Addressing Heart Disease in Women

The number one killer of women is heart disease. It is estimated that 1 in 4 women die each year from heart disease. For women, heart disease can have different symptoms than men. It’s not something women like to think about, but it’s become impossible to ignore.

Heart disease affects the blood vessels and the cardiovascular system. Plaque build-up in the arteries, called atherosclerosis, makes it harder for blood to flow, increasing chances for a heart attack. Heart failure, arrhythmia, and heart valve problems also contribute to stress on the heart and can result in a heart attack.

For women, heart disease symptoms are mainly caused by “coronary microvascular disease.” This is because women tend to have blockages in their small arteries as well as the main artery. Causes of heart disease in women are diabetes, smoking, inactivity, menopause, and mental stress or anxiety. Those who are at cardiovascular risk may see a decrease in mental function. Other factors such as insomnia, anxiety, and stress will increase the risk for heart disease or stroke. Your doctor might do a procedure using an EKG machine to check for signs of heart disease.

Symptoms of heart disease can mask other issues so it’s often overlooked until it’s too late. Some of the symptoms are tightness or pressure in the chest area, jaw pain, shortness of breath, nausea, vomiting, or dizziness. Because these symptoms are not often associated with a heart attack, by the time it is addressed, heart damage has already occurred. Most often, heart issues occur during sleep or rest. Chest pain is not often a symptom in women. These “silent heart attacks” leave scarring and damage to the heart. This will result in congestive heart failure.

Treatment of heart diseases in women usually begins with lifestyle changes and medication. Surgical intervention may be necessary in some cases. Common surgical procedures are angioplasty, stenting, and coronary bypass.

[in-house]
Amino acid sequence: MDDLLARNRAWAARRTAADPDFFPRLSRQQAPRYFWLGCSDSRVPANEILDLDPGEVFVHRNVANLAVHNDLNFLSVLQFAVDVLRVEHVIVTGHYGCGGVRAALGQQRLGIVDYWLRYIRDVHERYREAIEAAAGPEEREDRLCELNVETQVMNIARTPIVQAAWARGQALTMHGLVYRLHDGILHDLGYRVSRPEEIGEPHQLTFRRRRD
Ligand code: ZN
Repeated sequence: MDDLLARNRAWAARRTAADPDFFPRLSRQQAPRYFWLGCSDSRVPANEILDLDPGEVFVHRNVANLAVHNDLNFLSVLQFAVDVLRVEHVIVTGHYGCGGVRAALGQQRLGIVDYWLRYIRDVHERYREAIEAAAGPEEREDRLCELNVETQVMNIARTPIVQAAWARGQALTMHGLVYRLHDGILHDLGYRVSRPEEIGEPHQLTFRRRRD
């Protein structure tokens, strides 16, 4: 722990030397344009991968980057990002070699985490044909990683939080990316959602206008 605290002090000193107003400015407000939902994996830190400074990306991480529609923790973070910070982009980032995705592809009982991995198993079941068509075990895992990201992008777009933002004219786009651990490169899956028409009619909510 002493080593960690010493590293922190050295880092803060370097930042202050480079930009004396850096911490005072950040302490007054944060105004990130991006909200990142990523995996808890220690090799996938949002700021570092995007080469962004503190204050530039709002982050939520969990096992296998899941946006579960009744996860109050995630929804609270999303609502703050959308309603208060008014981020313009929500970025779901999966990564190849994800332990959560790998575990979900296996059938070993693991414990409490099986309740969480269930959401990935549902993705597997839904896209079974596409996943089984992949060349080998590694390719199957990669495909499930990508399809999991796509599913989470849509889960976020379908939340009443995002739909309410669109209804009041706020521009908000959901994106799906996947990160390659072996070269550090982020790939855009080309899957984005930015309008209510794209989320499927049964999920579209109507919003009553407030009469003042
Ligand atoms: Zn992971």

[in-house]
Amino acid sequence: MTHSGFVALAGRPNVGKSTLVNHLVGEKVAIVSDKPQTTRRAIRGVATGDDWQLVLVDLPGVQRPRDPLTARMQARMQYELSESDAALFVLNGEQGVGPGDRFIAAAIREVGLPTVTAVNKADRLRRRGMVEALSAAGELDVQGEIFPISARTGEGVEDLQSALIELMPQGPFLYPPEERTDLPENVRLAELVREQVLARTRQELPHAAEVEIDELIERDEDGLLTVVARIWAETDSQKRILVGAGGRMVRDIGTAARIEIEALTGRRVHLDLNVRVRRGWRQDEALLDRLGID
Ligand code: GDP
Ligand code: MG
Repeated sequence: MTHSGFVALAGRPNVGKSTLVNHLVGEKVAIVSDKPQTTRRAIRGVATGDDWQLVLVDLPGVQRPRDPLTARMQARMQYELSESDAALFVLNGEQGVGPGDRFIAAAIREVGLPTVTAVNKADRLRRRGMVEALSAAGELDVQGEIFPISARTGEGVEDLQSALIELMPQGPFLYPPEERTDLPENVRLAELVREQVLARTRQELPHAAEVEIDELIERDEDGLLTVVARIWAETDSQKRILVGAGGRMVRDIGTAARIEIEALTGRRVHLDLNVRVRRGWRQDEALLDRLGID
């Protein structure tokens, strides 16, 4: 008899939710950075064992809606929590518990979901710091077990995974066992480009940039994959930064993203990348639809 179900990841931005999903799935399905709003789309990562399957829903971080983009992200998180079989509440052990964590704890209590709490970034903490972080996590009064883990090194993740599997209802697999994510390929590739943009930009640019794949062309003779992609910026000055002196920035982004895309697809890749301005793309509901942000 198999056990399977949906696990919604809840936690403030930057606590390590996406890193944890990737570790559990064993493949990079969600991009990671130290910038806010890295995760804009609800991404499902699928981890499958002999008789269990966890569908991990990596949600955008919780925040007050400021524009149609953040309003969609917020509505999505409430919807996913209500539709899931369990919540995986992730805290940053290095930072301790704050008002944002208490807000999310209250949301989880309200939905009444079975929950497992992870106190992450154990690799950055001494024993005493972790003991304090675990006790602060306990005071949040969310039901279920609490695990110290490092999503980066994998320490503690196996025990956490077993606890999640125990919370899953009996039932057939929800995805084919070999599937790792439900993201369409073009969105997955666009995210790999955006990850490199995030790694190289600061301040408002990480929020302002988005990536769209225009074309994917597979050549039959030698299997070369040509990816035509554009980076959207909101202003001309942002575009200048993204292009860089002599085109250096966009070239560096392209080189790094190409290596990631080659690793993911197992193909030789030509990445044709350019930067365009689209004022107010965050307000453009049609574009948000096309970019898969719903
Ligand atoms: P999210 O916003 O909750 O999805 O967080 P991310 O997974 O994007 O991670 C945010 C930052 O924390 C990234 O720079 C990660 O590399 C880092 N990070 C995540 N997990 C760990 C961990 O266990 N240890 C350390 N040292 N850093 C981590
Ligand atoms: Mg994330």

Prevention and education about heart disease are key in combatting this disease in women. The more you know about heart disease, the better the chances of beating it. Prevention starts by knowing the risk factors. Listen to your body and keeping a check on blood pressure and cholesterol levels. Women should avoid smoking and develop a good nutrition plan with a daily intake of fruits, vegetables, whole grains and nuts or seeds. Part of the healthy diet includes lowering sodium and sugar intake, avoid eating processed meats and saturated fats.

Research has been proven to show that exercise decreases the chances of heart disease in men and women. Exercise will help lower weight and lower cholesterol levels, which are both risk factors for heart disease. For women, maintain a healthy weight with a BMI (body mass index), level of 25 or lower. Also, losing weight and decreasing waist measurement of 35 inches or less, will help lower the risk of developing heart issues.

Women and men should set goals to exercise for at least 150 minutes per week. Beginning an exercise program that consists of strength training and aerobics is essential. Strength training will lower cholesterol levels and should be performed at least 2 times a week. This strength training can consist of lifting weights, push-ups or squats. Aerobic exercise will burn fat and improve circulation. This should be performed at for at least 30 minutes per day and 5 days a week. Aerobic activity can include walking, swimming, jogging or hiking. Any exercise that will get the heart pumping will help get you back in working order. Flexibility or stretching exercises will help avoid injuries and will make exercising easier to perform and less painful.

Heart disease, while it can be fatal, it can be prevented. Start evaluating the risk factors and work on improving and prolonging your life. Look online for information about eliminating your risks for heart disease. A positive attitude will definitely help accomplish these tasks. Seek the guidance of your physician and support groups for information to educate yourself about heart disease. Working on preventing heart disease doesn’t just benefit you, but the ones you love. Prevention is the key to combatting and eliminating this disease.

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